*The Zero Mercury Working Group (ZMWG) is an international coalition of over 95 public interest environmental and health non-governmental organizations from more than 50 countries from around the world formed in 2005 by the European Environmental Bureau and the Mercury Policy Project.  ZMWG strives for zero supply, demand, and emissions of mercury from all anthropogenic sources, with the goal of reducing mercury in the global environment to a minimum.  Our mission is to advocate and support the adoption and implementation of a legally binding instrument which contains mandatory obligations to eliminate where feasible, and otherwise minimize, the global supply and trade of mercury, the global demand for mercury, anthropogenic releases of mercury to the environment, and human and wildlife exposure to mercury.



 

Home Our work at UNEP Level Towards a Mercury Treaty
UNEP Hg INC 5, 13-18 January 2013, Geneva, Switzerland PDF Print
Tuesday, 20 November 2012 18:05

5th meeting of the Mercury Intergovernmental Negotiating Committee - INC 5

13-18 January 2013, Geneva, Switzerland

 A letter has been sent to INC delegates on 7th January 2013 -

ZMWG letter: Last chance to develop strong treaty to reduce mercury exposure, 7 January 2013 

 Press releases

Last Chance for Governments to Develop Strong Global Mercury Treaty 12 January 2013

Mercury treaty rises but weak emissions regime undercuts progress  19 January 2013

 Collection of INC 5 related press clips

All UNEP relevant documents and details about the meeting can be found at the UNEP website:

http://www.unep.org/hazardoussubstances/Mercury/Negotiations/INC5/INC5MeetingDocuments/tabid/3495/language/en-US/Default.aspx

In preparation for the INC 5 on Mercury, the following ZMWG position papers have been developed:

 November 2012

ZMWG preliminary views on the Chair's draft text for INC 5, November 2012 - English

ZMWG preliminary views on the Chair's draft text for INC 5 November 2012 - French

ZMWG preliminary views on the Chair's draft text for INC 5 November 2012- Spanish

ZMWG preliminary views on the Chair's draft text for INC 5 - November 2012- Portuguese

ZMWG preliminary views on the Chair's draft text for INC 5 -  November 2012 -Arabic

ZMWG preliminary views on the Chair's draft text for INC 5 - November 2012- Russian

 

ZMWG INC 5 BRIEFING PAPER SERIES - ASGM and Mercury Trade , November 2012

ZMWG views on dental amalgam, January 2013

 

ZMWG STATEMENTS @ INC 5

Opening statement 13/01/13

Products and Processes 13/01/13 (EN and FR)

FInance and Technical assistance 13/01/13 in EN in EN and in RUS

Emissions and Releases 14/01/13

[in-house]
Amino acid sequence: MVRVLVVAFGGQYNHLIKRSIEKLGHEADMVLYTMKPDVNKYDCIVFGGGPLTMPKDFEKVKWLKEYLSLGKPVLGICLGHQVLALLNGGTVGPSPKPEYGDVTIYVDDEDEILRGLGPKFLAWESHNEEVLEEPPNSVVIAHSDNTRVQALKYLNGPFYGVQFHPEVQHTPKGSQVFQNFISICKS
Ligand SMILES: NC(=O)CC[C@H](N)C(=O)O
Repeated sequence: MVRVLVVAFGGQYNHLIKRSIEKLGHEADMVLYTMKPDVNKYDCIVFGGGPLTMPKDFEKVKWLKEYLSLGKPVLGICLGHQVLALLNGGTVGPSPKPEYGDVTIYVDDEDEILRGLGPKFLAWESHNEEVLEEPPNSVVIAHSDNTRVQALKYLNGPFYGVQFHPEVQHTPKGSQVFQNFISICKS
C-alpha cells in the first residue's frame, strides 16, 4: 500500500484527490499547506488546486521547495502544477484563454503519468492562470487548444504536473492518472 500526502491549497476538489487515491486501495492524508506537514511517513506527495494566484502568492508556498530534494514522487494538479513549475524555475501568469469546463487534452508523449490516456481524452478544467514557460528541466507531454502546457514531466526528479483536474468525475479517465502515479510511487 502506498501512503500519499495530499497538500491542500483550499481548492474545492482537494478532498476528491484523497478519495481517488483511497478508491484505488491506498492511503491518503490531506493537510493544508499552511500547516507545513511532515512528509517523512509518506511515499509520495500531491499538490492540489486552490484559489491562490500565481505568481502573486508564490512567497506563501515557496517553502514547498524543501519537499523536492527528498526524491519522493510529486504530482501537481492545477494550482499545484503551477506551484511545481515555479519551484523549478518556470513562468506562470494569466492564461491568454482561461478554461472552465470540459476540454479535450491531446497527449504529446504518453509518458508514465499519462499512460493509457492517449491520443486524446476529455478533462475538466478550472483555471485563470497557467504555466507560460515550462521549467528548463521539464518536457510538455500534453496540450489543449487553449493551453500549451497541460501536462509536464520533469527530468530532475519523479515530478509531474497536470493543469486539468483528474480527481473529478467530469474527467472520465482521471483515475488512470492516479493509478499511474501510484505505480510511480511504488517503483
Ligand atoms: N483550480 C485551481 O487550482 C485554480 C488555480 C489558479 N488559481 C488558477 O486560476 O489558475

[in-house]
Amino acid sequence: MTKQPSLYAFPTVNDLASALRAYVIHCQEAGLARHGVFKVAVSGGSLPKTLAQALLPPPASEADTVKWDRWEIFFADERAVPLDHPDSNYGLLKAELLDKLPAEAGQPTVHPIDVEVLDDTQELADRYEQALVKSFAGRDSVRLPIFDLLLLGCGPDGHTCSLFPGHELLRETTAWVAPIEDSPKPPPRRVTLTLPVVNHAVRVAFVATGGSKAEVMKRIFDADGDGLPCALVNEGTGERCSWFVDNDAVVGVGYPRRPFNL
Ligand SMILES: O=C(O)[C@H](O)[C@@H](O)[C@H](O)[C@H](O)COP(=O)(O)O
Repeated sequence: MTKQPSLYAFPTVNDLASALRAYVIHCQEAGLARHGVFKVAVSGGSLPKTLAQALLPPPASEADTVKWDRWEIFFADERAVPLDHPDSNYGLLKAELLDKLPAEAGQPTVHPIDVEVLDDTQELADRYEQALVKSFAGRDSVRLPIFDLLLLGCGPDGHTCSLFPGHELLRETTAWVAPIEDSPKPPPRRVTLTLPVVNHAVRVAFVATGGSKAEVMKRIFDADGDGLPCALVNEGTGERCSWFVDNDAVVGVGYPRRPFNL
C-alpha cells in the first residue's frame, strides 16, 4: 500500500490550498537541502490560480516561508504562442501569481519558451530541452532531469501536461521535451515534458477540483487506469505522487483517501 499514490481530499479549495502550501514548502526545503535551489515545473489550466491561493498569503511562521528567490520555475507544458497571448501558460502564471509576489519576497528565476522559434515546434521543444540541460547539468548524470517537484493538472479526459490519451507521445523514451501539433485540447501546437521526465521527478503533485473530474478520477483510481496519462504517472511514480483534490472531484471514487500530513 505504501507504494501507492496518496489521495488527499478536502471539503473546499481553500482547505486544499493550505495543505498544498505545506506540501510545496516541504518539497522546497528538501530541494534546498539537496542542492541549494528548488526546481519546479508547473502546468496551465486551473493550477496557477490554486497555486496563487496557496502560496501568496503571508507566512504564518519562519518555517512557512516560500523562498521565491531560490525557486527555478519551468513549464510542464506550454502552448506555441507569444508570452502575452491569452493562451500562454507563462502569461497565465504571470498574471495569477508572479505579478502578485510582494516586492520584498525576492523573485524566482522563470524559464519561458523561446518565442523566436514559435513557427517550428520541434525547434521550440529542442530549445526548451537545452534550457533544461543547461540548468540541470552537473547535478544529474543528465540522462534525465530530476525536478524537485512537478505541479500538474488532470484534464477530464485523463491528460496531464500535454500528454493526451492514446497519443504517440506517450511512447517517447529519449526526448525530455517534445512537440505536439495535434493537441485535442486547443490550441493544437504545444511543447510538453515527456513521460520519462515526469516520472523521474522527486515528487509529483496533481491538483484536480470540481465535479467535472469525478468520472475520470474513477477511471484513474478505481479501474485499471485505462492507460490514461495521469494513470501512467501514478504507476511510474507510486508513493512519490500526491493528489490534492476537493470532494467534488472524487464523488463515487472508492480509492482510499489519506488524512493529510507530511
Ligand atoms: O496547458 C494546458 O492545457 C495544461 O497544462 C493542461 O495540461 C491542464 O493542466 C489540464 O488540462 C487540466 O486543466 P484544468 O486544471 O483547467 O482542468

Supply and Trade 14/01/13

ASGM 14/01/13

Storage and Waste  14/01/13  in EN and Arabic

Article 20 bis on health

 

COMMUNICATION ACTIVITIES

In preparation for  INC 5 ZMWG is undertaking a series of Communication activities:

Two Global ZMWG Webinars set for 4th December 2012, Webinar 1: 8.30 AM CET , Webinar 2: 16:00 PM CET , Instructions on how to get on the webinar

On the 4th December 2012, the Zero Mercury Working Group, in cooperation with scientists from the Biodiversity Research Institute (BRI) and with other prominent scientists, is organizing a global webinar to release new findings that demonstrate extensive mercury contamination of seafood and to summarize recent studies that show health effects from methylmercury occurring below the level that was considered “safe” just a few years ago. Scientists will highlight new research and explain why current government “safety limits” should be strengthened worldwide. The reports will be released accompanied by a press release on the 4th December 2012. . This comes ahead of the final round of United Nations negotiations, scheduled in January 2013, for a global mercury treaty.

Slides from the webinar presentations now available now available!

The actual webinar video can be downloaded here.

Press Release - 4 December 2012 - Evidence shows mercury threat underestimated ahead of UN treaty talks
Also from colleagues around the world - SDPI Pakistan, AWHHE- Armenia, EeA- Spain, EEB/ZMWG FR version

Reports are now available:

BRI report:  Mercury in the Global Environment - Patterns of Global Seafood Mercury Concentrations and their Relationship with Human Health

Groth report for ZMWG: An Overview of Epidemiological Evidence on the Effects of Methylmercury on Brain Development, and A Rationale for a Lower Definition of Tolerable Exposure

ZMWG summary/recommendations - Mercury Contamination, Exposures and Risk: A New Global Picture Emerges

ZMWG News Clips from Global Webinar